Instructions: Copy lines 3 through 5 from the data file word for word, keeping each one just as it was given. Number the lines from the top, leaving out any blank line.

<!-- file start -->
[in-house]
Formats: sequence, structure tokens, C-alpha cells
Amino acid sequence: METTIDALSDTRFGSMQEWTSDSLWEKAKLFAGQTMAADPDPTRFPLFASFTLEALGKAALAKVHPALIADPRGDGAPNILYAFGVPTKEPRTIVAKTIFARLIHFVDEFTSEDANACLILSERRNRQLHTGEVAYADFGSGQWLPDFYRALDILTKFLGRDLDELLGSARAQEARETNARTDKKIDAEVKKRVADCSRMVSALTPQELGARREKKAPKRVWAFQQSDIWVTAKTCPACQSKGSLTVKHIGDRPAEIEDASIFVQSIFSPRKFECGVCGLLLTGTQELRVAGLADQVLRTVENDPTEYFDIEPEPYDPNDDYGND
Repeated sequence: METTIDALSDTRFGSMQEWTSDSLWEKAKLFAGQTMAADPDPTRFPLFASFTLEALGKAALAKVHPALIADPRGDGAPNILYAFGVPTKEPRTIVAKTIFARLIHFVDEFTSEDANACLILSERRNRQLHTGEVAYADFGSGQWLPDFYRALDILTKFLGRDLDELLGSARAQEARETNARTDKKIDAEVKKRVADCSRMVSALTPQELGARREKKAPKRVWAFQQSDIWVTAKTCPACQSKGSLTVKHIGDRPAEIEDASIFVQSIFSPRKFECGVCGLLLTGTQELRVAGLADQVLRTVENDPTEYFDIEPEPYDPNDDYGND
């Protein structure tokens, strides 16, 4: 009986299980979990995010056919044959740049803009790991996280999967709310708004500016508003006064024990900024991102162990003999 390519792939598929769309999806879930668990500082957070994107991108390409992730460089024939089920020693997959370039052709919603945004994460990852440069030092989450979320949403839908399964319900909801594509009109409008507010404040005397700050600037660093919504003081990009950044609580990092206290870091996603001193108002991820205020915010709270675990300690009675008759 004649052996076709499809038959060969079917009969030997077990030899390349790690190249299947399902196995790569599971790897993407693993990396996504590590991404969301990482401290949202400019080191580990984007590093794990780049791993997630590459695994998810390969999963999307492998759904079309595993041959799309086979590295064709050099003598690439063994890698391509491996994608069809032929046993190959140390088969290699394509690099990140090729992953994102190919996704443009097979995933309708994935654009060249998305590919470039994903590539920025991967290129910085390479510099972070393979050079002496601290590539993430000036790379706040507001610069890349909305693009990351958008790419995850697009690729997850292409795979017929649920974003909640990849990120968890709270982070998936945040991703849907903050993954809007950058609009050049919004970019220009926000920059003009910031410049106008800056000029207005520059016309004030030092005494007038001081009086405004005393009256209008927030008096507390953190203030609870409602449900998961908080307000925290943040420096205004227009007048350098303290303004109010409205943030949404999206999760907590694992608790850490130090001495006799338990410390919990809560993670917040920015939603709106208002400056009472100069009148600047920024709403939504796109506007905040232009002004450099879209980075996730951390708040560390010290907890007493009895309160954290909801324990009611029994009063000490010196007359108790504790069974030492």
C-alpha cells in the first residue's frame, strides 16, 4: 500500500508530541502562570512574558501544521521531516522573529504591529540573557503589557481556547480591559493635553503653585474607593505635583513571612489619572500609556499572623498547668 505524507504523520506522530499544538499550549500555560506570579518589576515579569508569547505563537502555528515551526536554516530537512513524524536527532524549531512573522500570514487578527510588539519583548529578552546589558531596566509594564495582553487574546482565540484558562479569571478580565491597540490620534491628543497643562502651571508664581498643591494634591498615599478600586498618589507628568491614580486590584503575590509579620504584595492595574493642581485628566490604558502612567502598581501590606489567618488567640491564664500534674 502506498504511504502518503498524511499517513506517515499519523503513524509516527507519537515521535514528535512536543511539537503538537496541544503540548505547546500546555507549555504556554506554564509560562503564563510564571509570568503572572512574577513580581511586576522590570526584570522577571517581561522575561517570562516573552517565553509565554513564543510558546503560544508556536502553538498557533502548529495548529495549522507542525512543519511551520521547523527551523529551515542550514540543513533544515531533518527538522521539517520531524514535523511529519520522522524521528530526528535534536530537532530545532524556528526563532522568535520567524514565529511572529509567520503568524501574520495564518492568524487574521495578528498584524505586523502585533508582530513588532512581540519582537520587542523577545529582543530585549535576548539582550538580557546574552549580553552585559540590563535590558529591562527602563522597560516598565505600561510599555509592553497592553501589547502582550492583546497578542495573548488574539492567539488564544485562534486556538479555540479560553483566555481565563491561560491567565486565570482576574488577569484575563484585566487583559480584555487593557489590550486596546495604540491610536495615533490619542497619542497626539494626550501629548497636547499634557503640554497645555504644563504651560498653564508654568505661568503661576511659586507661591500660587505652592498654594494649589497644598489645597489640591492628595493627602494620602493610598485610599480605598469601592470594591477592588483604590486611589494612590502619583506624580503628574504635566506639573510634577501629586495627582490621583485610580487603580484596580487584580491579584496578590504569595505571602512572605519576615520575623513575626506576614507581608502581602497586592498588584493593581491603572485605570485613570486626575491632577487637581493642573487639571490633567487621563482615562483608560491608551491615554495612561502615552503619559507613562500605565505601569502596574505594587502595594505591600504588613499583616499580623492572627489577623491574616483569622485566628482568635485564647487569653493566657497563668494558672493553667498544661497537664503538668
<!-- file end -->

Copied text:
Amino acid sequence: METTIDALSDTRFGSMQEWTSDSLWEKAKLFAGQTMAADPDPTRFPLFASFTLEALGKAALAKVHPALIADPRGDGAPNILYAFGVPTKEPRTIVAKTIFARLIHFVDEFTSEDANACLILSERRNRQLHTGEVAYADFGSGQWLPDFYRALDILTKFLGRDLDELLGSARAQEARETNARTDKKIDAEVKKRVADCSRMVSALTPQELGARREKKAPKRVWAFQQSDIWVTAKTCPACQSKGSLTVKHIGDRPAEIEDASIFVQSIFSPRKFECGVCGLLLTGTQELRVAGLADQVLRTVENDPTEYFDIEPEPYDPNDDYGND
Repeated sequence: METTIDALSDTRFGSMQEWTSDSLWEKAKLFAGQTMAADPDPTRFPLFASFTLEALGKAALAKVHPALIADPRGDGAPNILYAFGVPTKEPRTIVAKTIFARLIHFVDEFTSEDANACLILSERRNRQLHTGEVAYADFGSGQWLPDFYRALDILTKFLGRDLDELLGSARAQEARETNARTDKKIDAEVKKRVADCSRMVSALTPQELGARREKKAPKRVWAFQQSDIWVTAKTCPACQSKGSLTVKHIGDRPAEIEDASIFVQSIFSPRKFECGVCGLLLTGTQELRVAGLADQVLRTVENDPTEYFDIEPEPYDPNDDYGND
């Protein structure tokens, strides 16, 4: 009986299980979990995010056919044959740049803009790991996280999967709310708004500016508003006064024990900024991102162990003999 390519792939598929769309999806879930668990500082957070994107991108390409992730460089024939089920020693997959370039052709919603945004994460990852440069030092989450979320949403839908399964319900909801594509009109409008507010404040005397700050600037660093919504003081990009950044609580990092206290870091996603001193108002991820205020915010709270675990300690009675008759 004649052996076709499809038959060969079917009969030997077990030899390349790690190249299947399902196995790569599971790897993407693993990396996504590590991404969301990482401290949202400019080191580990984007590093794990780049791993997630590459695994998810390969999963999307492998759904079309595993041959799309086979590295064709050099003598690439063994890698391509491996994608069809032929046993190959140390088969290699394509690099990140090729992953994102190919996704443009097979995933309708994935654009060249998305590919470039994903590539920025991967290129910085390479510099972070393979050079002496601290590539993430000036790379706040507001610069890349909305693009990351958008790419995850697009690729997850292409795979017929649920974003909640990849990120968890709270982070998936945040991703849907903050993954809007950058609009050049919004970019220009926000920059003009910031410049106008800056000029207005520059016309004030030092005494007038001081009086405004005393009256209008927030008096507390953190203030609870409602449900998961908080307000925290943040420096205004227009007048350098303290303004109010409205943030949404999206999760907590694992608790850490130090001495006799338990410390919990809560993670917040920015939603709106208002400056009472100069009148600047920024709403939504796109506007905040232009002004450099879209980075996730951390708040560390010290907890007493009895309160954290909801324990009611029994009063000490010196007359108790504790069974030492």